Since 6 of these sights are located in Georgia State Parks you may want to consider getting a Georgia State Park Pass. These passes start at $55 and will save you money if you visit the state parks often. The money from the passes also helps keep these beautiful parks in pristine condition.

I definitely encourage you to add these Georgia 7 (I mean 8) Natural Wonders to your list of places to explore. You won't regret it! 

Friday, August 15, 2014

Why The Arts Matter

*This post may contain affiliate links. Please see my Disclosure Page for details.

Photo taken at the Art Park on Pine in Albany, GA!

One of our reasons for choosing to homeschool was so that our children would be exposed to the arts on a daily basis. I know this sounds like a strange reason for wanting to homeschool and one that may not seem very important to many people, but for our family it is at the top of our list and essential for our children. Sadly due to "No Child Left Behind," budget cut backs and standardized testing pressures public schools no longer provide the arts education that is so desperately needed for a quality education.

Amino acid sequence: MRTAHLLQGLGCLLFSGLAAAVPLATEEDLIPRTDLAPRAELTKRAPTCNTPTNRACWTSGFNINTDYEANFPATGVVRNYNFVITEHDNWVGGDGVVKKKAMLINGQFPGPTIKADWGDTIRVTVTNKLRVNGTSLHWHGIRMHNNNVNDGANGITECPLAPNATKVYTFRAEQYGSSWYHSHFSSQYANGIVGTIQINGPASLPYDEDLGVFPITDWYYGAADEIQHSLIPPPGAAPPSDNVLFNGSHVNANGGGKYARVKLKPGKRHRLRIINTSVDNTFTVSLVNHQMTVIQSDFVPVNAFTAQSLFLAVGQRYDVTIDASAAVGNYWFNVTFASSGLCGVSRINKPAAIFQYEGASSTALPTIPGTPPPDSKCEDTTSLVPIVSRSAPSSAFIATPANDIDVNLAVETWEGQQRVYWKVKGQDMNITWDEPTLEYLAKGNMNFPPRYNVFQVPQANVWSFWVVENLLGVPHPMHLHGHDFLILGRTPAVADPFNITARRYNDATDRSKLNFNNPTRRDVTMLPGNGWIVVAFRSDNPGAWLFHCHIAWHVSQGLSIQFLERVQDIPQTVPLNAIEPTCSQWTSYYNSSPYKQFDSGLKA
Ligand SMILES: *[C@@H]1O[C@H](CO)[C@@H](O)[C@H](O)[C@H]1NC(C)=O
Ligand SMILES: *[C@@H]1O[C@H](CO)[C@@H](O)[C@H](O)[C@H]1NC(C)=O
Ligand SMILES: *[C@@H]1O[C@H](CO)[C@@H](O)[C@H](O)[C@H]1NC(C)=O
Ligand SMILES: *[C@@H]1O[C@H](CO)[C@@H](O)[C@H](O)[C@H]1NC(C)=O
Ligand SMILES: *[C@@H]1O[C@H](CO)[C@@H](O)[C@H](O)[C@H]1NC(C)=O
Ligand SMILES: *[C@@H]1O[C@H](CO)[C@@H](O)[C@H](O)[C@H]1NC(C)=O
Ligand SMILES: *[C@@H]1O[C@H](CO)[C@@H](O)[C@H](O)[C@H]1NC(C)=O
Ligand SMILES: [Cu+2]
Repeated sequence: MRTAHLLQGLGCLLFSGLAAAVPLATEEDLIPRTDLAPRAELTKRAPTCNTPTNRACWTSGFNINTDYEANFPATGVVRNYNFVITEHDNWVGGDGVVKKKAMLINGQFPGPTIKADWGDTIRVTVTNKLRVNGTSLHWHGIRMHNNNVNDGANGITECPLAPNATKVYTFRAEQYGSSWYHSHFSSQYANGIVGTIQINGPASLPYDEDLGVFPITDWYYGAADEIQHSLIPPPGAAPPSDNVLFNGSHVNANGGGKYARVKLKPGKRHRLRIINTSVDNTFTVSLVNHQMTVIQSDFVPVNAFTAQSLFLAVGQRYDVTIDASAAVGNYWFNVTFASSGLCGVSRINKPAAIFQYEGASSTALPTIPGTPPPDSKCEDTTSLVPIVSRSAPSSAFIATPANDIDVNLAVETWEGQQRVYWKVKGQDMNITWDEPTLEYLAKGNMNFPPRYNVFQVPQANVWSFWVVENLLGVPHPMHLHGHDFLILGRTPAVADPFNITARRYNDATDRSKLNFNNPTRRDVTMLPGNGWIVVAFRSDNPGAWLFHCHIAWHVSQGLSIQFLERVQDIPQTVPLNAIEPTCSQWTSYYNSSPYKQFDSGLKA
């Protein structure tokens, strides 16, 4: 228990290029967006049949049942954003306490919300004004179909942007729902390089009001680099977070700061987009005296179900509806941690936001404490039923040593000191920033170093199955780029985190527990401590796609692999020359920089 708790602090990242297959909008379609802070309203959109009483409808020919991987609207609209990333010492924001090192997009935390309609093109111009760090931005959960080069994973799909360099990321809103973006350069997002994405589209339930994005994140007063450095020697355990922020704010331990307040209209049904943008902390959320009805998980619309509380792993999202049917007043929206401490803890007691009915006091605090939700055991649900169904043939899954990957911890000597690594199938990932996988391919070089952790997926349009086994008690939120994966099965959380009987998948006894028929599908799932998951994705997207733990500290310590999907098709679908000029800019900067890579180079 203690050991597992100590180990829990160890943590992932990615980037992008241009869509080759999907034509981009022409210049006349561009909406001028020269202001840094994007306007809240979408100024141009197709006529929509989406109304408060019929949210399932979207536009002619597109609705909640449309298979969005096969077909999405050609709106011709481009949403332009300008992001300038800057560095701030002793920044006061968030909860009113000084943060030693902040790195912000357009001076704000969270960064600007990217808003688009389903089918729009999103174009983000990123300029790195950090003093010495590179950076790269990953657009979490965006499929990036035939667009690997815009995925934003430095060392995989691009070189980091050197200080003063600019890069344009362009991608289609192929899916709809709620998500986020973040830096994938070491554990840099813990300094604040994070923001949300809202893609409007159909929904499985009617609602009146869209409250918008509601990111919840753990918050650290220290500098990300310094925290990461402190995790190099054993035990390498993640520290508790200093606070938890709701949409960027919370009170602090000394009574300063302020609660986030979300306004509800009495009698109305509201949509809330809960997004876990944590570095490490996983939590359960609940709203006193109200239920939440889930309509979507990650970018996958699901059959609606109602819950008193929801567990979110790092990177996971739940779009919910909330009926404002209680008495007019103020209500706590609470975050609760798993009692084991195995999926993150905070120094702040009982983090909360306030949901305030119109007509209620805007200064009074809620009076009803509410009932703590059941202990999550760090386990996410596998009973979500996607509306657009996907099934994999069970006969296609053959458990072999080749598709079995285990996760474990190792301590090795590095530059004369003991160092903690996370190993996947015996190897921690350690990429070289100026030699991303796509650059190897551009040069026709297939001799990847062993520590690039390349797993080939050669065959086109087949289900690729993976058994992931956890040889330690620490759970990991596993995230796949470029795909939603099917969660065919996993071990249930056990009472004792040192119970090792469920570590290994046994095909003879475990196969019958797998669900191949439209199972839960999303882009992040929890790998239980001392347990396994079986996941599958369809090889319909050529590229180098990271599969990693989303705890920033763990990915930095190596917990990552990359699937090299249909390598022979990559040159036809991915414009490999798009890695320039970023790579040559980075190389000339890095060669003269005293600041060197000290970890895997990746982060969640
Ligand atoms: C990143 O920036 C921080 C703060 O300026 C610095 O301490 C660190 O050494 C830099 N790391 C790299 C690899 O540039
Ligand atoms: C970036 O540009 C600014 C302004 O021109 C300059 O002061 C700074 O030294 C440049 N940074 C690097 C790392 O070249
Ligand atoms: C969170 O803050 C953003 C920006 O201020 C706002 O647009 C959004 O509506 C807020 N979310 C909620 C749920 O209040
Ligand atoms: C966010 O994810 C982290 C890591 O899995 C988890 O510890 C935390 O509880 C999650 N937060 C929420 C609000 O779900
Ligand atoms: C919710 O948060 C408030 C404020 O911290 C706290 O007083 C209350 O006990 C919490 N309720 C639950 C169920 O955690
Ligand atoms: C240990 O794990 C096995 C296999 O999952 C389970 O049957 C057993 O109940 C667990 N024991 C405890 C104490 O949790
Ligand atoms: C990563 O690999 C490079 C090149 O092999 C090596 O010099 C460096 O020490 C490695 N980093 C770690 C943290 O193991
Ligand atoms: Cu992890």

But even in the homeschool world I see the arts struggling. There are very few homeschool curriculum's for the arts and the ones that are available are generally very expensive. Even the local classes are expensive. There have been many times over the years where I have seen and heard homeschool parents stressing over curriculum choices for the core subjects (language arts, science, math, history and geography), but I hardly ever hear them mention concerns about the arts. So today I want to encourage you to include more arts into your homeschool days.

ART is traced to Indo-European “root” at (to fit together); Latin ars means art, skill or craft.